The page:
Yet another company is interested in helping increase the reach of search engines specially for Internet video, as PureVideo Networks announced at the beginning of this week that it was going to begin offering video search services.
While Google has been steadily increasing its video search capabilities and other search engines, such as Yahoo and AltaVista, have had search engines for a while now, the rush for more compelling and user-friendly ways to search videos continue.
With the PureVideo search, there is also an option to trace the most popular videos across all types of video sites, with 35 charts depicting sites such as YouTube and MySpace and what videos are being viewed most often.
The company's stated plan is to provide a balance between allowing viewers to search for something specific while also having the option to find out what is most popular on any given day.
Currently, this is just a beta version ,but it features a search at the top of the page with a variety of options, along with "Top 10" lists from YouTube and a variety of other top sites, including the company's own Stupid Videos. Categories of Top 10 lists from sites across the Web include "Music," "Sports," "Comedy," "Viral," "Entertainment," and "News."
The blogosphere is only beginning to respond to the new service as far as comments go. Daisy Whitney writes that she thinks the idea is great. "It has great potential to be a one-stop destination to sort through the Web video clutter." Certainly, it's Web video features provide more usability than the multi-purpose search sites that are most well known but surmises that the idea "has loads of potential but a long way to go," particularly because of the many different players required to watch video files on the Web and various experiences with having to register at sites after clicking the link from the search, or else running into content that has been pulled due to copyright issues.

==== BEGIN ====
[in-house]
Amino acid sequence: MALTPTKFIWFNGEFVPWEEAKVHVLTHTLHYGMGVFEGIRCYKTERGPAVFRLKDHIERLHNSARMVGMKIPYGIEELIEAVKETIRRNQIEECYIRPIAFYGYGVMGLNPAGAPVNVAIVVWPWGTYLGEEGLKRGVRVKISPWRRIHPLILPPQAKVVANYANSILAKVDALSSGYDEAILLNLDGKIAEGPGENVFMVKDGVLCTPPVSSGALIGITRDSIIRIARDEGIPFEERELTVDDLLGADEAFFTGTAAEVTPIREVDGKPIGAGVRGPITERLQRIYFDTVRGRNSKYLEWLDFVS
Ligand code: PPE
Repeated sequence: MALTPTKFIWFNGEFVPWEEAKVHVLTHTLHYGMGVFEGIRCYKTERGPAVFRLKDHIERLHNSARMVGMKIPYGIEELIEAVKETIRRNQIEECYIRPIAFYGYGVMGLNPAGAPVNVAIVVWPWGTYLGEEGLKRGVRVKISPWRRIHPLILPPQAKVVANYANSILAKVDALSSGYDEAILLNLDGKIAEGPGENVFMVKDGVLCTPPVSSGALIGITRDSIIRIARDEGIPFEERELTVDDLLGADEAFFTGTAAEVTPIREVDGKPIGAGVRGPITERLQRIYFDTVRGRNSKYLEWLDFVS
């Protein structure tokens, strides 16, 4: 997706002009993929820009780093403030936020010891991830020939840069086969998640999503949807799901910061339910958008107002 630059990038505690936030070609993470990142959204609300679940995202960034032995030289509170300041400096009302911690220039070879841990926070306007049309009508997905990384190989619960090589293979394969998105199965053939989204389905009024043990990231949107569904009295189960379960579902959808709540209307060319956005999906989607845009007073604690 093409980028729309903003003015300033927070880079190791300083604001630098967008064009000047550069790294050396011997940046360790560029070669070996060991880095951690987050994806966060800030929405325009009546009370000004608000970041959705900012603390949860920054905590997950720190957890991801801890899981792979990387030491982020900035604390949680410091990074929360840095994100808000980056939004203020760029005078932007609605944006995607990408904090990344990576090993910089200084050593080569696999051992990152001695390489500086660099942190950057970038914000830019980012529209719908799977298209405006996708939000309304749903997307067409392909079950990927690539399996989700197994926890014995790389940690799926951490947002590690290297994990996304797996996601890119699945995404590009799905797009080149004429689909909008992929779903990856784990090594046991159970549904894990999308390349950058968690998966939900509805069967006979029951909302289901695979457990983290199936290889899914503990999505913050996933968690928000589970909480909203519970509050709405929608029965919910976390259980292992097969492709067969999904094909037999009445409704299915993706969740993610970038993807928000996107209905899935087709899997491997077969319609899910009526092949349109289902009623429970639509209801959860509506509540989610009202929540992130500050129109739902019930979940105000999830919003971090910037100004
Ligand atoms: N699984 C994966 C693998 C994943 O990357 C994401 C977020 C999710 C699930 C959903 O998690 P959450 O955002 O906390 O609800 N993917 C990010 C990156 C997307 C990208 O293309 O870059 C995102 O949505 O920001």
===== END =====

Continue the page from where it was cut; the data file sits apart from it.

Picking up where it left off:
Whitney's comments highlight the need for universality in watching web video, most highlighted form search engines, when every clip seems to require a different player.